(This story was an entry for Clue #5 in the 2013 Treasure Hunt -- see the collection for related stories and images! )
”Now THAT is my son!” Boar said to the Hunt Leader, grey eyes fierce with joy as the whole tribe witnessed the shot that won the boy his first archery match. Boar was always so dour and unapproving -- never voicing praise directly to a child who craved nothing more than his father’s approval -- but when it comes to the Summer Games, the hunter would boast with unreserved pride. “My son can shoot the eye out of a sparrow from two hundred paces! He’ll whip any of you sorry old whelps -- just wait and see!”
The weight of the weapon in his hands, its constant, stiff resistance against his will as he drew the string, followed by its inevitable submission -- the bow was always a true partnership, a give-and-take compromise more reliable than friendship.
“You’re doing that all wrong!” Lightgaze squatted down next to the younger boy and took the hammerstone from his hands. “Don’t listen to that old windbag -- Strand may think he knows what he’s doing when he makes an arrowhead, but just ignore everything he taught you. Do it like I’m about to show you, or you’ll waste your flint every time... “
There were no questions, no doubts when shooting. The archer selected a target, and the archer released the arrow. There was no questioning. There was only a hit, or a miss.
It wasn’t a conversation the youth had meant to eavesdrop on -- he had simply slowed down automatically in his steps when he had heard his grandmother Stormdancer’s voice from the Dentree windows overhead... “Tumble? Be a flier like me and his mom? Doubt it. Maybe the lad will surprise us, but I don’t think he’s got it in his blood. Don’t get me wrong. I wish he’d sprout the gliding talent, but his mother didn’t feel it in him while he was in the womb, not like I felt it with her. Poor boy’s going to be a dirt-stepper all his life, same his father. Pity, isn’t it?”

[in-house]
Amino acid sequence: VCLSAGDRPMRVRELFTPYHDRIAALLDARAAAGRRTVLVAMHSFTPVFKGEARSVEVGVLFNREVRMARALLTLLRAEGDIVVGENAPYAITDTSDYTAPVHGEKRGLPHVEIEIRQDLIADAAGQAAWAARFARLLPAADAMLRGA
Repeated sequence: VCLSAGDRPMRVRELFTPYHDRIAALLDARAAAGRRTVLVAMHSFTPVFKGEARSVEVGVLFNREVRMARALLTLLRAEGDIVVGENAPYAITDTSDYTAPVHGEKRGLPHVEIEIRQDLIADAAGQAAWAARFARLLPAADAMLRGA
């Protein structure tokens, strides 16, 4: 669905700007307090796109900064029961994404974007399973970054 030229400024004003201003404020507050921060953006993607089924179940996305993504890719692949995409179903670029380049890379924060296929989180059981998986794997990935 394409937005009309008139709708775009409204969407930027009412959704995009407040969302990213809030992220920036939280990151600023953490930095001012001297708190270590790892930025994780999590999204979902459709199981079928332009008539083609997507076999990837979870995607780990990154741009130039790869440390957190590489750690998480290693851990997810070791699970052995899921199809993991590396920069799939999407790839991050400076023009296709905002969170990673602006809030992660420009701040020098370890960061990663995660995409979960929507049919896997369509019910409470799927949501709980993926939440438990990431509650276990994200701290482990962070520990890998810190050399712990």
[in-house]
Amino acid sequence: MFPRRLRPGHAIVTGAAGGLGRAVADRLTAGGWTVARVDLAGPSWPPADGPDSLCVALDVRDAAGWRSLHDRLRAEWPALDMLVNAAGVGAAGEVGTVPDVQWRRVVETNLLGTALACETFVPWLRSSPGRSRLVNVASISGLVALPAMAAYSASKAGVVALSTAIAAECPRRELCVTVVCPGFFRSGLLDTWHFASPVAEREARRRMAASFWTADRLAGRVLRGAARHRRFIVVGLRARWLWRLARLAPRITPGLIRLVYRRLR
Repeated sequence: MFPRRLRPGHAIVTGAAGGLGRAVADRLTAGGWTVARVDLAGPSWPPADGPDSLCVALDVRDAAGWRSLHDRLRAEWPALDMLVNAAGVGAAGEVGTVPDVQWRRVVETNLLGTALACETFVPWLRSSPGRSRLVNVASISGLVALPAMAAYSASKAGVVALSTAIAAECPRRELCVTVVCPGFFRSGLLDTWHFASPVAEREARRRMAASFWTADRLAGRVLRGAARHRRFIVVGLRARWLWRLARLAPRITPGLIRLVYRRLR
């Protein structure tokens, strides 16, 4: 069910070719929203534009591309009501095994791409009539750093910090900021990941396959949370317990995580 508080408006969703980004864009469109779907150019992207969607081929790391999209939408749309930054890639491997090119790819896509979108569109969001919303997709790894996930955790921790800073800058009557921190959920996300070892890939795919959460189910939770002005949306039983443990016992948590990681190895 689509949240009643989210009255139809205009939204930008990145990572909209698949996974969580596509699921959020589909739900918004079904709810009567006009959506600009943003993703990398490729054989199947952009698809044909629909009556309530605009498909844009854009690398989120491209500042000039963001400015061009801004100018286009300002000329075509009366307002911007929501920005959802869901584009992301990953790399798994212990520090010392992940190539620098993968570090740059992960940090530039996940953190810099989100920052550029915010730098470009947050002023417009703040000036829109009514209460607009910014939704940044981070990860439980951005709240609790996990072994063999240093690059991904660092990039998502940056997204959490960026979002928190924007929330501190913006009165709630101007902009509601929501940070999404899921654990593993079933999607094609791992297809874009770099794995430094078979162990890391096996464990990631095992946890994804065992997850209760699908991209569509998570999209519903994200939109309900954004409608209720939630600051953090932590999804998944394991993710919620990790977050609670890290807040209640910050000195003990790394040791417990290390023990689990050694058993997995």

Bowflight simply selected his next target. The movement of arrow from quiver to string was fluid; the pull and release of the missile as swift as directing as a send to a lover’s waiting mind. The arrow struck the painted target and reverberated from the violence of impact. Bowflight released his held breath, and let the hand holding the bow drop. The archer’s only regret when shooting was that the moments of silence and wholeness that he felt when he took each shot proved so ephemeral... and that the whispers of self-doubt would always return.